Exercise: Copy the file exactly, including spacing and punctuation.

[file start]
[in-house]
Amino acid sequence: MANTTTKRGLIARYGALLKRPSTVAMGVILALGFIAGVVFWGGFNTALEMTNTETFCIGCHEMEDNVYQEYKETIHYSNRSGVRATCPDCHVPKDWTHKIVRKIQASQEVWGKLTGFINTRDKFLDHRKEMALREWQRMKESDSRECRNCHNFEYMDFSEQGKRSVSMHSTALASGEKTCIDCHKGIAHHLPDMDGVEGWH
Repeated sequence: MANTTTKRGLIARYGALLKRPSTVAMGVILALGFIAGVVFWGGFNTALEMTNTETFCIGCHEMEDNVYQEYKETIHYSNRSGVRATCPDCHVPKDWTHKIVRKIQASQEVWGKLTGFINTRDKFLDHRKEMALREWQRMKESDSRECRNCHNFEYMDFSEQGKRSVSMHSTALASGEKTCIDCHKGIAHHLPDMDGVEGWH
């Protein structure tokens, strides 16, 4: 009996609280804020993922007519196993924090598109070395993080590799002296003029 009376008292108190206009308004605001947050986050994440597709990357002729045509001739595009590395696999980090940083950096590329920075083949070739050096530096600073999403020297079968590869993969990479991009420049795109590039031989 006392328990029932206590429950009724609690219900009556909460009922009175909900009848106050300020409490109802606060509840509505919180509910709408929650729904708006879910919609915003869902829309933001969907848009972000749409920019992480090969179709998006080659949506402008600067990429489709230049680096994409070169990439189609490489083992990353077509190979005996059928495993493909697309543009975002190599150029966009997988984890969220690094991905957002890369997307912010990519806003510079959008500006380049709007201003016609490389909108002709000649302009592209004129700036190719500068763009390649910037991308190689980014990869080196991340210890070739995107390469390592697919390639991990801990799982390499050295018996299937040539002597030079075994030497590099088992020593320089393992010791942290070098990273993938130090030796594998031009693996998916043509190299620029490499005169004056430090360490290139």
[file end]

[in-house]
Amino acid sequence: MANTTTKRGLIARYGALLKRPSTVAMGVILALGFIAGVVFWGGFNTALEMTNTETFCIGCHEMEDNVYQEYKETIHYSNRSGVRATCPDCHVPKDWTHKIVRKIQASQEVWGKLTGFINTRDKFLDHRKEMALREWQRMKESDSRECRNCHNFEYMDFSEQGKRSVSMHSTALASGEKTCIDCHKGIAHHLPDMDGVEGWH
Repeated sequence: MANTTTKRGLIARYGALLKRPSTVAMGVILALGFIAGVVFWGGFNTALEMTNTETFCIGCHEMEDNVYQEYKETIHYSNRSGVRATCPDCHVPKDWTHKIVRKIQASQEVWGKLTGFINTRDKFLDHRKEMALREWQRMKESDSRECRNCHNFEYMDFSEQGKRSVSMHSTALASGEKTCIDCHKGIAHHLPDMDGVEGWH
């Protein structure tokens, strides 16, 4: 009996609280804020993922007519196993924090598109070395993080590799002296003029 009376008292108190206009308004605001947050986050994440597709990357002729045509001739595009590395696999980090940083950096590329920075083949070739050096530096600073999403020297079968590869993969990479991009420049795109590039031989 006392328990029932206590429950009724609690219900009556909460009922009175909900009848106050300020409490109802606060509840509505919180509910709408929650729904708006879910919609915003869902829309933001969907848009972000749409920019992480090969179709998006080659949506402008600067990429489709230049680096994409070169990439189609490489083992990353077509190979005996059928495993493909697309543009975002190599150029966009997988984890969220690094991905957002890369997307912010990519806003510079959008500006380049709007201003016609490389909108002709000649302009592209004129700036190719500068763009390649910037991308190689980014990869080196991340210890070739995107390469390592697919390639991990801990799982390499050295018996299937040539002597030079075994030497590099088992020593320089393992010791942290070098990273993938130090030796594998031009693996998916043509190299620029490499005169004056430090360490290139």